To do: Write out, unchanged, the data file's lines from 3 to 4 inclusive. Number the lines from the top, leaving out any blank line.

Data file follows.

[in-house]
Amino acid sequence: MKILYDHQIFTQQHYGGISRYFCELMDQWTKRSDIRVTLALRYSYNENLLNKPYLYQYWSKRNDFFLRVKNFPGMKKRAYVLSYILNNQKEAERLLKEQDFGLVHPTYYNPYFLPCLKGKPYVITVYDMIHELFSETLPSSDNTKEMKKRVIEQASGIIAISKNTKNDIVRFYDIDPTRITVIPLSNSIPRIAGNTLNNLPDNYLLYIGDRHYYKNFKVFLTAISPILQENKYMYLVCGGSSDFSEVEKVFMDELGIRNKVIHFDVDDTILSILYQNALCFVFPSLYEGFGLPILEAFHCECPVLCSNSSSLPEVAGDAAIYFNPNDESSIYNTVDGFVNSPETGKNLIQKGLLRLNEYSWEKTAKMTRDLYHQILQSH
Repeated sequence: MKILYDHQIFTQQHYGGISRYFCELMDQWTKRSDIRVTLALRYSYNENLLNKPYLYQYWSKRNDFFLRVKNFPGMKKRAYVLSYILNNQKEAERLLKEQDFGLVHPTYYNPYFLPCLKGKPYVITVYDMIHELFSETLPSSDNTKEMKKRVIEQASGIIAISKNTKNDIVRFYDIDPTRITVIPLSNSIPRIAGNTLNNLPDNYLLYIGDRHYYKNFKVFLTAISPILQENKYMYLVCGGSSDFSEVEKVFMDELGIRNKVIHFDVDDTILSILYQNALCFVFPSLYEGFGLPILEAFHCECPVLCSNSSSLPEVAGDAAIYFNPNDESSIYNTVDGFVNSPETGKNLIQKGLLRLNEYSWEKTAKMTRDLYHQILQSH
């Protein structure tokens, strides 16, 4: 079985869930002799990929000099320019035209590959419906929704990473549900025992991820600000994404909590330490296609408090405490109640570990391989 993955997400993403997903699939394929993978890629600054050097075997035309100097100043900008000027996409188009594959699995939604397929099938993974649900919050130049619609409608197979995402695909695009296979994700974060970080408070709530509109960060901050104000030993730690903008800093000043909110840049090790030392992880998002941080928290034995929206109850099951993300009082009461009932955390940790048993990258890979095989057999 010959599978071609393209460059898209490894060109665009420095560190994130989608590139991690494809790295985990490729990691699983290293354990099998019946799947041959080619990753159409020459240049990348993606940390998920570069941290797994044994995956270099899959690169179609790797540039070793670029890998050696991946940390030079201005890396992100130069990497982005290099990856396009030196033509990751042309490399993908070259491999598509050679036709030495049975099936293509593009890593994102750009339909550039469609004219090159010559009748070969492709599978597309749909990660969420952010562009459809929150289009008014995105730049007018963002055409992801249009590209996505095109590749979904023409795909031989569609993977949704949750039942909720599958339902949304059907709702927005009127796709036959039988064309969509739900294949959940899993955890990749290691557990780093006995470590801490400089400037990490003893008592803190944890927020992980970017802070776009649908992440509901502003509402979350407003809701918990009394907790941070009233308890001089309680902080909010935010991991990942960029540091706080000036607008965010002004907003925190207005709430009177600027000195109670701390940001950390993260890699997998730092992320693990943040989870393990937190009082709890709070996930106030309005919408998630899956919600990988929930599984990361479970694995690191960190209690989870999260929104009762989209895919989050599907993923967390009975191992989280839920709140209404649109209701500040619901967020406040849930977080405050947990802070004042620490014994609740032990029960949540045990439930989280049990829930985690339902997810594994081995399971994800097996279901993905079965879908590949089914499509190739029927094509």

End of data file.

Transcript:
Repeated sequence: MKILYDHQIFTQQHYGGISRYFCELMDQWTKRSDIRVTLALRYSYNENLLNKPYLYQYWSKRNDFFLRVKNFPGMKKRAYVLSYILNNQKEAERLLKEQDFGLVHPTYYNPYFLPCLKGKPYVITVYDMIHELFSETLPSSDNTKEMKKRVIEQASGIIAISKNTKNDIVRFYDIDPTRITVIPLSNSIPRIAGNTLNNLPDNYLLYIGDRHYYKNFKVFLTAISPILQENKYMYLVCGGSSDFSEVEKVFMDELGIRNKVIHFDVDDTILSILYQNALCFVFPSLYEGFGLPILEAFHCECPVLCSNSSSLPEVAGDAAIYFNPNDESSIYNTVDGFVNSPETGKNLIQKGLLRLNEYSWEKTAKMTRDLYHQILQSH
């Protein structure tokens, strides 16, 4: 079985869930002799990929000099320019035209590959419906929704990473549900025992991820600000994404909590330490296609408090405490109640570990391989 993955997400993403997903699939394929993978890629600054050097075997035309100097100043900008000027996409188009594959699995939604397929099938993974649900919050130049619609409608197979995402695909695009296979994700974060970080408070709530509109960060901050104000030993730690903008800093000043909110840049090790030392992880998002941080928290034995929206109850099951993300009082009461009932955390940790048993990258890979095989057999 010959599978071609393209460059898209490894060109665009420095560190994130989608590139991690494809790295985990490729990691699983290293354990099998019946799947041959080619990753159409020459240049990348993606940390998920570069941290797994044994995956270099899959690169179609790797540039070793670029890998050696991946940390030079201005890396992100130069990497982005290099990856396009030196033509990751042309490399993908070259491999598509050679036709030495049975099936293509593009890593994102750009339909550039469609004219090159010559009748070969492709599978597309749909990660969420952010562009459809929150289009008014995105730049007018963002055409992801249009590209996505095109590749979904023409795909031989569609993977949704949750039942909720599958339902949304059907709702927005009127796709036959039988064309969509739900294949959940899993955890990749290691557990780093006995470590801490400089400037990490003893008592803190944890927020992980970017802070776009649908992440509901502003509402979350407003809701918990009394907790941070009233308890001089309680902080909010935010991991990942960029540091706080000036607008965010002004907003925190207005709430009177600027000195109670701390940001950390993260890699997998730092992320693990943040989870393990937190009082709890709070996930106030309005919408998630899956919600990988929930599984990361479970694995690191960190209690989870999260929104009762989209895919989050599907993923967390009975191992989280839920709140209404649109209701500040619901967020406040849930977080405050947990802070004042620490014994609740032990029960949540045990439930989280049990829930985690339902997810594994081995399971994800097996279901993905079965879908590949089914499509190739029927094509």